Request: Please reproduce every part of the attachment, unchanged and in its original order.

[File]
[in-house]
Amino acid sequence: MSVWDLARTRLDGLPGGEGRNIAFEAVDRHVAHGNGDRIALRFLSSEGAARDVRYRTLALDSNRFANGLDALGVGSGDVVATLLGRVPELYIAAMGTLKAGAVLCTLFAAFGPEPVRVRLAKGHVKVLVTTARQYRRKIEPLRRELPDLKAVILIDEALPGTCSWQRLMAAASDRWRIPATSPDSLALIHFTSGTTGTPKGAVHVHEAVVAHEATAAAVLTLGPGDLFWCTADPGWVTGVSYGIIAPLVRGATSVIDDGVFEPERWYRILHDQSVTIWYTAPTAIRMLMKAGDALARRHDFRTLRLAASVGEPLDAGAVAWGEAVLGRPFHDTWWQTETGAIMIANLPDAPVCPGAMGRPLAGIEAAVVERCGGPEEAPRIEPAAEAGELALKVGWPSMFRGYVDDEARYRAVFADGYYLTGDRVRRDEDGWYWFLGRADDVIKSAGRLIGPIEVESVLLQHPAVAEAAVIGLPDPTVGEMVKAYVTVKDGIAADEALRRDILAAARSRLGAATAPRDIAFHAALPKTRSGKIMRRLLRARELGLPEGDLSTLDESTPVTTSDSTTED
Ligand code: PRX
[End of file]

[in-house]
Amino acid sequence: MSVWDLARTRLDGLPGGEGRNIAFEAVDRHVAHGNGDRIALRFLSSEGAARDVRYRTLALDSNRFANGLDALGVGSGDVVATLLGRVPELYIAAMGTLKAGAVLCTLFAAFGPEPVRVRLAKGHVKVLVTTARQYRRKIEPLRRELPDLKAVILIDEALPGTCSWQRLMAAASDRWRIPATSPDSLALIHFTSGTTGTPKGAVHVHEAVVAHEATAAAVLTLGPGDLFWCTADPGWVTGVSYGIIAPLVRGATSVIDDGVFEPERWYRILHDQSVTIWYTAPTAIRMLMKAGDALARRHDFRTLRLAASVGEPLDAGAVAWGEAVLGRPFHDTWWQTETGAIMIANLPDAPVCPGAMGRPLAGIEAAVVERCGGPEEAPRIEPAAEAGELALKVGWPSMFRGYVDDEARYRAVFADGYYLTGDRVRRDEDGWYWFLGRADDVIKSAGRLIGPIEVESVLLQHPAVAEAAVIGLPDPTVGEMVKAYVTVKDGIAADEALRRDILAAARSRLGAATAPRDIAFHAALPKTRSGKIMRRLLRARELGLPEGDLSTLDESTPVTTSDSTTED
Ligand code: PRX